In order to achieve equality, those with the power that privilege grants them must give up some of these comforts. Which is perhaps why they would prefer to funnel money and time into an inquiry into Safe Schools rather than actually back up their claims that homophobia is unacceptable with action. In which case perhaps the most powerful thing we can do is to keep asking questions. To keep querying the status quo, asking why something seems normal, why we view some things as natural, and perhaps most importantly: who benefits from this?

Doing what you are, and being what you do? Sex and the Medical Ga(y)ze

‘Are you just having heterosexual sex?’

‘I…uh…’

‘Because if you are just having heterosexual sex you only need to pee into the cup. If you’re gay – gay men – or bisexual or one of you is an IV drug user, well then we’ll have to take bloods as well.’

I have been rushed into a small office by a harried doctor who now looks at me imploringly. I doubt that she is curious about my answer so much as she hopes that I will give it soon, that she can send me away and see to the next poor soul stuck in waiting room purgatory. I’m here for an STI check and the thing is, I actually don’t know how to answer her.

For some years now, I have understood and presented myself as queer. For me, that means that I am outside of whatever is considered “normal” in terms of gender and sexuality. I am unconcerned with my sexual and/or romantic partners’ pronouns and plumbing, I am polyamorous, shave my head to a number three and wear almost exclusively floral dresses. Existing in this way in this world means that I often need to do a lot of explaining. Explaining my haircut to hairdressers (yes, I’m sure I want it that short), explaining one of my partners’ non-binary pronouns to my family, explaining to colleagues why my ex was a boy and my newest partner is a girl… and, so it would seem, explaining my sex life to medical professionals.

This doctor was not the first health practitioner with whom I’ve had to talk through my sexuality in the past few months. Late last year I was filling out a form before my monthly plasma donation. The Red Cross Blood Service asks donors: ‘Within the last 12 months have you: Had sex (with or without a condom) with a male who you think may have had oral or anal sex (with or without a condom) with another man?’. Usually I fly through this page of the questionnaire ticking no, no, no, no, no. However, I came to this question and had to pause.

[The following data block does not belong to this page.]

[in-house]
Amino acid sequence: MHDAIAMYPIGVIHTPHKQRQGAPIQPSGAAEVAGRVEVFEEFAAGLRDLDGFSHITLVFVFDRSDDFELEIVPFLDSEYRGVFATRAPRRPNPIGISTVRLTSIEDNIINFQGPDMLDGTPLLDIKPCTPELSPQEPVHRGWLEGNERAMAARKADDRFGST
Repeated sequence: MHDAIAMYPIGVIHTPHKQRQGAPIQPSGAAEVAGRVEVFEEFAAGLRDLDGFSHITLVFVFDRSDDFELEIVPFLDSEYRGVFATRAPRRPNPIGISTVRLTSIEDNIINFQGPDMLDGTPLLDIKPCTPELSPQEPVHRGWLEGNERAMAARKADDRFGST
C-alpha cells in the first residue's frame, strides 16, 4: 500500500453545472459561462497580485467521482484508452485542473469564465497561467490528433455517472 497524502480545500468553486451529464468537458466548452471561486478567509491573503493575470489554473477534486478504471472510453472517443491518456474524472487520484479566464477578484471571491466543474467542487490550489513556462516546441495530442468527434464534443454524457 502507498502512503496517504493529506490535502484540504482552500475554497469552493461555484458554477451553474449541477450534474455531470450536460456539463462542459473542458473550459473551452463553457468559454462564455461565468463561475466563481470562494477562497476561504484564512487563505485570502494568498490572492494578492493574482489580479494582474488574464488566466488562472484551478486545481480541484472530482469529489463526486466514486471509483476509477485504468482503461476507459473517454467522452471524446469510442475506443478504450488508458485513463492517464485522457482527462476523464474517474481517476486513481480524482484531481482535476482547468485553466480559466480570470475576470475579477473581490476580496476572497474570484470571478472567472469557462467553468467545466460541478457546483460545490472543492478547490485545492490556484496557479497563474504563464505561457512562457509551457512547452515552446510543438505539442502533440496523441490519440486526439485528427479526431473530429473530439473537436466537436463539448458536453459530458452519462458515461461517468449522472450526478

We know that social mores around sex are useful ways of controlling people who are not cis, straight, white men.

I am definitely not having any sort of sex with anyone who is a man, nor was I at the time. But I had a hunch that the Red Cross didn’t mean ‘man’ as in someone’s self-identified gender. I think that what they meant, was ‘have you had penetrative sex with someone who was born with a penis, who you think may have had penetrative sex with someone who was also born with a penis.’  To that question, my answer was yes. One of my partners is a woman who was assigned male at birth, who I trust enough not to subject to an intense quiz about her sexual history and who therefore could have had partners with all sorts of genitals.

After telling the nurse who interviewed me this, he proceeded to misgender my partner and ask if she was a sex worker, “promiscuous” or “untrustworthy”. The nurse proceeded to tell me that I was unable to donate for twelve months based on ‘bisexual contact’, as a HIV risk.

Which brings me back to the doctor’s office. I never for a moment believed that I might have an STI – as I understand it, the science behind rejecting my plasma as a HIV risk is tenuous at best – but I was due for a check-up, what with having a new sexual partner and all. I explained to the doctor that while I most certainly was not having ‘heterosexual sex’ – even when I am fucking a man I do it as a queer woman – I am a person with a vagina having sex with a person who has a penis. When I told her that my sexual partner is a trans woman (for want of a better way of communicating it), the doctor immediately decided that I would need bloods taken too.